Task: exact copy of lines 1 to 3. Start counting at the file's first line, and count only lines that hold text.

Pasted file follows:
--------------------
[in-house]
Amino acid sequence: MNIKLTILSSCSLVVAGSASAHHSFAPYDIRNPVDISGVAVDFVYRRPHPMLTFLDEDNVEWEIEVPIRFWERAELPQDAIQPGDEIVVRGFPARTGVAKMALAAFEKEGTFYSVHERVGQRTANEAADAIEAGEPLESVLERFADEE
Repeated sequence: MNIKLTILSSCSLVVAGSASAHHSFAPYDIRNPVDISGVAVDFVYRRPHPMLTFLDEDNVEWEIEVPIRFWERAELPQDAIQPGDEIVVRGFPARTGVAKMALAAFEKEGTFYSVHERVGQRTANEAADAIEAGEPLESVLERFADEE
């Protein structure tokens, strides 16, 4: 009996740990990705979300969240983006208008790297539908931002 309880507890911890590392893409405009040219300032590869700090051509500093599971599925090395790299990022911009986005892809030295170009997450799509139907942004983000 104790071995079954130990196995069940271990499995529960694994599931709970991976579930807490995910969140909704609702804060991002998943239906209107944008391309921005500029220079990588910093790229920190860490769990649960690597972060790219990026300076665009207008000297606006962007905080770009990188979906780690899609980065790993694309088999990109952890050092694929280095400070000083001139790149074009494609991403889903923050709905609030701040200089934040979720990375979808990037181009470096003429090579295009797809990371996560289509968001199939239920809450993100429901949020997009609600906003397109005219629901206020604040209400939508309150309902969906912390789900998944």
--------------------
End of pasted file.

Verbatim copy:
[in-house]
Amino acid sequence: MNIKLTILSSCSLVVAGSASAHHSFAPYDIRNPVDISGVAVDFVYRRPHPMLTFLDEDNVEWEIEVPIRFWERAELPQDAIQPGDEIVVRGFPARTGVAKMALAAFEKEGTFYSVHERVGQRTANEAADAIEAGEPLESVLERFADEE
Repeated sequence: MNIKLTILSSCSLVVAGSASAHHSFAPYDIRNPVDISGVAVDFVYRRPHPMLTFLDEDNVEWEIEVPIRFWERAELPQDAIQPGDEIVVRGFPARTGVAKMALAAFEKEGTFYSVHERVGQRTANEAADAIEAGEPLESVLERFADEE